“For the flu we don’t know all the reasons why it goes away, it’s very possible that temperature and humidity play a role,” he said. “There’s summer break, it’s school closures and when schools open again, the flu comes back, so how much of a factor is that, we just don’t know.”

Forget the heat, don’t open ‘all at once’

With humidity and heat having little effect in the results section of their study, Dr. Jüni and his fellow authors concluded public health measures such as physical distancing, school closures and limiting mass gatherings had a very strong effect.

“In a multivariable model, there was a strong association with the number of implemented public health interventions whereas the association with absolute humidity was no longer significant,” they wrote in the study.

As the study evaluated global trends, they discovered that countries which were quick to implement physical distancing and other public health measures before the official declaration of the pandemic didn’t experience major jumps in positive cases.

“Areas that had implemented this by March 11 faired consistently better than areas that hadn’t done it at that time,” said Dr. Jüni.

While nearly all the Canadian provinces have announced measures to reopen their economies and societies, Dr. Jüni notes that a segmented and slow approach will serve best at ensuring there is no second wave.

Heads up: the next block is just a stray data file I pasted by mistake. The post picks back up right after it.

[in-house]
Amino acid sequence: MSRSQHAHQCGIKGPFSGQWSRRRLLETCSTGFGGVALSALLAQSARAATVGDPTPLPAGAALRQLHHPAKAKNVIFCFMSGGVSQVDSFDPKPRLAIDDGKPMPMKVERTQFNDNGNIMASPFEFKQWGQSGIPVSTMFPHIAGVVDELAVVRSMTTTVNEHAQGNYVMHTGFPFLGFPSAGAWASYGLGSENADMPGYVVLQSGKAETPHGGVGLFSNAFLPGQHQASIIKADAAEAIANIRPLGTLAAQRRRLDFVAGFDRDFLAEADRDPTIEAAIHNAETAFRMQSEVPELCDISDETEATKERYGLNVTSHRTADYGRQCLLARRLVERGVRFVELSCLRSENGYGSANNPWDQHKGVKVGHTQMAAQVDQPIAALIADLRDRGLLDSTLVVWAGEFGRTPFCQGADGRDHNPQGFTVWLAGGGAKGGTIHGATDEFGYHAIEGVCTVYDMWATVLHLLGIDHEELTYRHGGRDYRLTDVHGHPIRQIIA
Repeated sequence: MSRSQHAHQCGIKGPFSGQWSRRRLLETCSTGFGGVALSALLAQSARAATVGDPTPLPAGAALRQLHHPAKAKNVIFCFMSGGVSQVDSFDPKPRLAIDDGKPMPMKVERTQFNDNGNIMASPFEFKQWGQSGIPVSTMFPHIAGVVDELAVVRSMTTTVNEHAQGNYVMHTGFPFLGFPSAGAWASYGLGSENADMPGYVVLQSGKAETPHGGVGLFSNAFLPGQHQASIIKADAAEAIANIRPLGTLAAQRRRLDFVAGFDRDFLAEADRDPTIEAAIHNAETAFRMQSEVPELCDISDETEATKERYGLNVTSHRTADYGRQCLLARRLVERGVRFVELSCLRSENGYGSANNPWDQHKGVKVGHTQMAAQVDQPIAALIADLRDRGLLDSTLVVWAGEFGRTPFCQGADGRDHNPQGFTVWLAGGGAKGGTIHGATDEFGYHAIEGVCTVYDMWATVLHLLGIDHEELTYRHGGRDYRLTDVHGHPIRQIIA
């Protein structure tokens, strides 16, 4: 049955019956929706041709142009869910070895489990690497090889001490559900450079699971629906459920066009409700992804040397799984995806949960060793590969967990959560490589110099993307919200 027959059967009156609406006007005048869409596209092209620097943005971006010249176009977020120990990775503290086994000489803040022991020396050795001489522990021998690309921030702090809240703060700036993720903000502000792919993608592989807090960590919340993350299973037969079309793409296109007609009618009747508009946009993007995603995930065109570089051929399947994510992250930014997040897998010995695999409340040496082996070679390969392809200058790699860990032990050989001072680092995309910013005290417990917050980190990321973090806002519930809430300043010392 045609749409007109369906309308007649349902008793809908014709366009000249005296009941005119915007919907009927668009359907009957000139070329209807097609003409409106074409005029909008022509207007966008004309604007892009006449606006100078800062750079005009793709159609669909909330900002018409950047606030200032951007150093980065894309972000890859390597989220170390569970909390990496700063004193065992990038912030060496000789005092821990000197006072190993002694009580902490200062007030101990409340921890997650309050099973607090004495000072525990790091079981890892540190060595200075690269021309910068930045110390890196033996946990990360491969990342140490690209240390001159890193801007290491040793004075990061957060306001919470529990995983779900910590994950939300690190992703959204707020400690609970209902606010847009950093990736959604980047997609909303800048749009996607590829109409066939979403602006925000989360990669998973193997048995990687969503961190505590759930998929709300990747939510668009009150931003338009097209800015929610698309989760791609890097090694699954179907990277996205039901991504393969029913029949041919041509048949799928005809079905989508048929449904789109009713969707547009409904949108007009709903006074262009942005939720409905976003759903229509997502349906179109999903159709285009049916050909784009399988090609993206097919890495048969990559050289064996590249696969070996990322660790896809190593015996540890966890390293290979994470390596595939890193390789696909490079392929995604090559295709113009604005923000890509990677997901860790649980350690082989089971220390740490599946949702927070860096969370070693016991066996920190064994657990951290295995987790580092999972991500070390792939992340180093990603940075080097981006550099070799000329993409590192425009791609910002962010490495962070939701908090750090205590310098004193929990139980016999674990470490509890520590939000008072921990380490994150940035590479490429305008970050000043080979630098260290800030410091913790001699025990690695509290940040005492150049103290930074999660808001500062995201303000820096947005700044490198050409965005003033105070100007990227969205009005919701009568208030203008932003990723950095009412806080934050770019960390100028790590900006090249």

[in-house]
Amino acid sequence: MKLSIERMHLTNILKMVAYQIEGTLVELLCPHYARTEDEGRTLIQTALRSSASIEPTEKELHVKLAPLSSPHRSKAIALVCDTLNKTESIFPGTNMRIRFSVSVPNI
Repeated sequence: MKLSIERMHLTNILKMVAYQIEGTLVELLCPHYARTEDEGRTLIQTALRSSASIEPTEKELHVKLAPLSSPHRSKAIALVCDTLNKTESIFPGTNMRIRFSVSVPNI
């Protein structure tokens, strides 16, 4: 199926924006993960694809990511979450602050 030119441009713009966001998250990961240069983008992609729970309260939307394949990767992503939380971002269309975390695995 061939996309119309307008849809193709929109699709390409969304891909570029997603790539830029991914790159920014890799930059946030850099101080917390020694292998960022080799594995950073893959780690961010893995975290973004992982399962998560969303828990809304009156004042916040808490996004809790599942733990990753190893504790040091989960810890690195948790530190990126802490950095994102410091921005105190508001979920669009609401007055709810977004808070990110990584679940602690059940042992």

“The politicians and administrators need to be very careful about lifting restrictions in steps and in a smart way, it can’t happen all at once,” he said.

The responsibility doesn’t fall solely on the government’s shoulders either, as Dr. Jüni notes that places that have been successful with their reopening are still following similar measures. He insisted that schools cannot open the same as before and they will need to limit class sizes to 15 and stagger timing of classes.

“I hope people are very careful when restrictions are lifted, everyone one of us needs to be very responsible to adhere to principles of physical distancing, we cannot go back to the old normal,” said Dr. Jüni. “There is no old normal for sometime.”

With timely completion of this research, Dr. Jüni hopes people gain a better understanding of COVID-19 going forward and how restrictions have had a positive impact.

“Summer won’t come to our help, so we need to. The public health interventions seem to work to a large effect,” he said.